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Tuesday, August 13, 2013

Maureen Dowd, "Summers of Our Discontent": Winter Is Coming

Will Larry Summers become the next chairman of the Federal Reserve?

In her latest New York Times op-ed entitled "Summers of Our Discontent" (, Maureen Dowd takes aim at the Summers candidacy:

"This idea is being pushed by the boys’ club around President Obama, and also by the bullying cool kids, some of the Wall Street types like former Treasury Secretary Robert Rubin who paved the way for the country’s ruin. Larry’s loyal former protégée Sheryl Sandberg aside, it evokes a sexism of complacency — just a bunch of alpha males who prefer each others’ company and who all flatter themselves that they’re smart enough to know how smart Summers is.

These days, it’s impolite to mention that all those cool bankers that President Cool didn’t punish enough brought the country to the brink of disaster."

Dowd's appears to prefer Janet Yellen for the job:

"Sure, Summers, the son of two economists and nephew of two Nobel laureates in economics, has a high I.Q. and inspired a great cameo bit in 'The Social Network.' But there has to be somebody out there to run the economy who wasn’t a part of the culture that ran the economy into the ground.

Janet Yellen, the Fed’s vice chair, has generally been more publicly aligned with Bernanke than Summers has been in using monetary policy to revive the economy."

Me? I don't care if the next head of the Federal Reserve is a man or a woman. However, I am concerned by placing one of the architects of bank deregulation in the position. You see, I am not convinced by the strength of America's purported economic recovery, and I continue to be troubled by the failure of the Obama administration to rein in gluttonous American financial institutions.

In April, The Washington Post refused to publish my opinion piece submission calling for reinstatement of the Uptick Rule, so I'm going to repeat for the umpteenth time . . . the 2007 cancellation of the Uptick Rule is destroying the US economy:

Micro-cap company "X" has designed and patented a revolutionary widget. Recently, the achievements of "X" have made their way into the news, and its shares have risen. Farmer Joe, who attends night school and reads the financial news, decides to buy 1,000 shares of "X". However, Farmer Joe is unaware that Slick Eddy at Hedge Fund "Z", who couldn't care less about the merits of company "X"'s widgets, has also noticed the rise in the share price of "X". With almost unlimited resources behind him, Eddy borrows "X" shares from various financial institutions and begins to sell vast quantities into the market, causing a precipitous decline in the market price of "X". Eddy then blocks any rally in the share price by activating a computerized program to immediately sell 100 shares at the bid after any purchase. Worried by the huge downswing in the price of "X," and also concerned that at the end of each trading day "X" always goes down (Eddy often sells into the market during the last seconds of trading), Farmer Joe dumps his shares at an enormous loss ("Someone must know that something is wrong at 'X'"). Having succeeded in panicking Farmer Joe and other small investors in "X", Eddy buys back the shares at a significantly lower average price than that at which he sold them, resulting in enormous profits for Hedge Fund "Z". Eddy's bosses note his "fine" work and reward him with bonuses as the shares of "X" tumble.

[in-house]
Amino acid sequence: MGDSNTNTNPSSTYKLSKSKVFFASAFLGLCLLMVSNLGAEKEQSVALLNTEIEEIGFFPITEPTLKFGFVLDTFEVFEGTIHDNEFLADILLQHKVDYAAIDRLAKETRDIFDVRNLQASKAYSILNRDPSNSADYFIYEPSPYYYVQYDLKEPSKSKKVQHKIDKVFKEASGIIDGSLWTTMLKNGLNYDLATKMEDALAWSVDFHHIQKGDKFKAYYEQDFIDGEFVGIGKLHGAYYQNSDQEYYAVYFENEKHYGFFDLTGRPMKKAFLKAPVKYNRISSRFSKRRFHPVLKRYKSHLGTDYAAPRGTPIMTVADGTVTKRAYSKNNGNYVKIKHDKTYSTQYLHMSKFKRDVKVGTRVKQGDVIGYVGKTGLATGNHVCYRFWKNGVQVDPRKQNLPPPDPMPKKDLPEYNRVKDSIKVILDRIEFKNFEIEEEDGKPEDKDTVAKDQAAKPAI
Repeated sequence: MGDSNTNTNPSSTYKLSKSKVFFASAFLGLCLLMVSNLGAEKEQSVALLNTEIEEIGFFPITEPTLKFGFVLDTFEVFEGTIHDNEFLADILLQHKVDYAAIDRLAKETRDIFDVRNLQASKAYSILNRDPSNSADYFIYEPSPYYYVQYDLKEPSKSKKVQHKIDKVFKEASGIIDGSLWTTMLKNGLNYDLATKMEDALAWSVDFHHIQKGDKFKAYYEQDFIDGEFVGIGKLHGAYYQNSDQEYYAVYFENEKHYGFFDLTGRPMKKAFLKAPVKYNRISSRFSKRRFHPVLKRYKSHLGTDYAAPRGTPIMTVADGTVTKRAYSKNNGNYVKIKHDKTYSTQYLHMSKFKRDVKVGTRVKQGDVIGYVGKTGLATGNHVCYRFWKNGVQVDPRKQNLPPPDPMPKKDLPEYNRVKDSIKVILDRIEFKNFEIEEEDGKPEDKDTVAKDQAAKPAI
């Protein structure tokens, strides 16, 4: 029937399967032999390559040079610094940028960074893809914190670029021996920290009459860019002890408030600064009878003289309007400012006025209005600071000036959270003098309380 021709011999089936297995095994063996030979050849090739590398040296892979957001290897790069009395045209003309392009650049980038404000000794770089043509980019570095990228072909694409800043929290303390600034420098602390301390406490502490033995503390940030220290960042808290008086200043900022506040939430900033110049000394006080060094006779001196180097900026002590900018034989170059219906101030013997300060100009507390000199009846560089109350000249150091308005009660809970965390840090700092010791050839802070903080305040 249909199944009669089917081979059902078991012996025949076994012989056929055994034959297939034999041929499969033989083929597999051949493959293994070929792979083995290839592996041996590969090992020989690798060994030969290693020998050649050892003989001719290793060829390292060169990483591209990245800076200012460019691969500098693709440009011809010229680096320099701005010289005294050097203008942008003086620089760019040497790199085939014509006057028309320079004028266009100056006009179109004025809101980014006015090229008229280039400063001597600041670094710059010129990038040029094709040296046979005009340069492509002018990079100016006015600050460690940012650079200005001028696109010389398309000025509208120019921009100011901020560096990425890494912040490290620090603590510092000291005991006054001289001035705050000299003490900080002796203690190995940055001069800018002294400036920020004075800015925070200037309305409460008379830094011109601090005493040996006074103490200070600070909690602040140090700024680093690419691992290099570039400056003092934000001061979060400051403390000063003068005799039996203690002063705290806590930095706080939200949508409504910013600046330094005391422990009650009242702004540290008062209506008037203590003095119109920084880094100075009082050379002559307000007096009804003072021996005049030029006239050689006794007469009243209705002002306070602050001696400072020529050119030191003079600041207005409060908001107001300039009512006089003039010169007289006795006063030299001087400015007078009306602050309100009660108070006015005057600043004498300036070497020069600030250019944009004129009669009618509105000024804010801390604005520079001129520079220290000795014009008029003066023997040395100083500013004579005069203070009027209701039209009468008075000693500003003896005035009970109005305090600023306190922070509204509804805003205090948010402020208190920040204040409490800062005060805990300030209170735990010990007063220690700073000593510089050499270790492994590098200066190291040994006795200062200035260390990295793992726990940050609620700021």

Of course, there are those who will say that ultimately the stock market is "efficient", and the price of "X" will recover to an appropriate level. However, in the process we have witnessed the flow of wealth from Farmer Joe and other small investors to Hedge Fund "Z" and Slick Eddy.

Also, consider the damage to company "X", which, owing to doubt raised by the run on its shares, is suddenly unable to raise additional funds to finance expanded production of a new line of widgets, declares bankruptcy and fires its staff.

Sure, there are instances when the scientific and/or commercial progress of a company shorted by Hedge Fund "Z" is so great that Hedge Fund "Z" must buy back the shares at a higher price, but these losses are more than covered by its programmed downward manipulation of the shares of many other companies.

Notwithstanding the 2007 cancellation of the Uptick Rule, is there something other than Potemkin Village economic recovery underway in the US? Unemployment in the US has ticked down, but it remains at a disastrously high rate. (If you're over 50, go try to find a job.) Almost 50 million Americans are on food stamps. US stock markets are near all-time highs, but raise interest rates by the tiniest notch, and the air will come flooding out of them.

And small cap companies, which are America's wellspring of economic growth, are being imperilled by government indifference to their well-being.

Summers to the rescue? I don't think so.

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